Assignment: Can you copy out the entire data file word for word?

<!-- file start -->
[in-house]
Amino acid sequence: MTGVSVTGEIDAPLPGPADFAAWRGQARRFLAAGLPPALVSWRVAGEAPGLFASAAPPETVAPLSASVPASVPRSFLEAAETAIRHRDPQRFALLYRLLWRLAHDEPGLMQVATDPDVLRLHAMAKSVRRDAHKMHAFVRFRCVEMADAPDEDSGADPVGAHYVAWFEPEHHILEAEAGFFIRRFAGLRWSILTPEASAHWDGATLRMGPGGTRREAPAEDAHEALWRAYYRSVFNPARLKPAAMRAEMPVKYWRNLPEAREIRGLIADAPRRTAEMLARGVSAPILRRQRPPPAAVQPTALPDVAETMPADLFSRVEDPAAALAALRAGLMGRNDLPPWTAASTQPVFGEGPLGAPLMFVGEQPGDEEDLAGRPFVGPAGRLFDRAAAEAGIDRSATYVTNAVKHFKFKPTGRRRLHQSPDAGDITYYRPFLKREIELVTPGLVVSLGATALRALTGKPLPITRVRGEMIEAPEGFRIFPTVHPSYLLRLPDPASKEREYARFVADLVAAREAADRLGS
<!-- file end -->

[in-house]
Amino acid sequence: MTGVSVTGEIDAPLPGPADFAAWRGQARRFLAAGLPPALVSWRVAGEAPGLFASAAPPETVAPLSASVPASVPRSFLEAAETAIRHRDPQRFALLYRLLWRLAHDEPGLMQVATDPDVLRLHAMAKSVRRDAHKMHAFVRFRCVEMADAPDEDSGADPVGAHYVAWFEPEHHILEAEAGFFIRRFAGLRWSILTPEASAHWDGATLRMGPGGTRREAPAEDAHEALWRAYYRSVFNPARLKPAAMRAEMPVKYWRNLPEAREIRGLIADAPRRTAEMLARGVSAPILRRQRPPPAAVQPTALPDVAETMPADLFSRVEDPAAALAALRAGLMGRNDLPPWTAASTQPVFGEGPLGAPLMFVGEQPGDEEDLAGRPFVGPAGRLFDRAAAEAGIDRSATYVTNAVKHFKFKPTGRRRLHQSPDAGDITYYRPFLKREIELVTPGLVVSLGATALRALTGKPLPITRVRGEMIEAPEGFRIFPTVHPSYLLRLPDPASKEREYARFVADLVAAREAADRLGS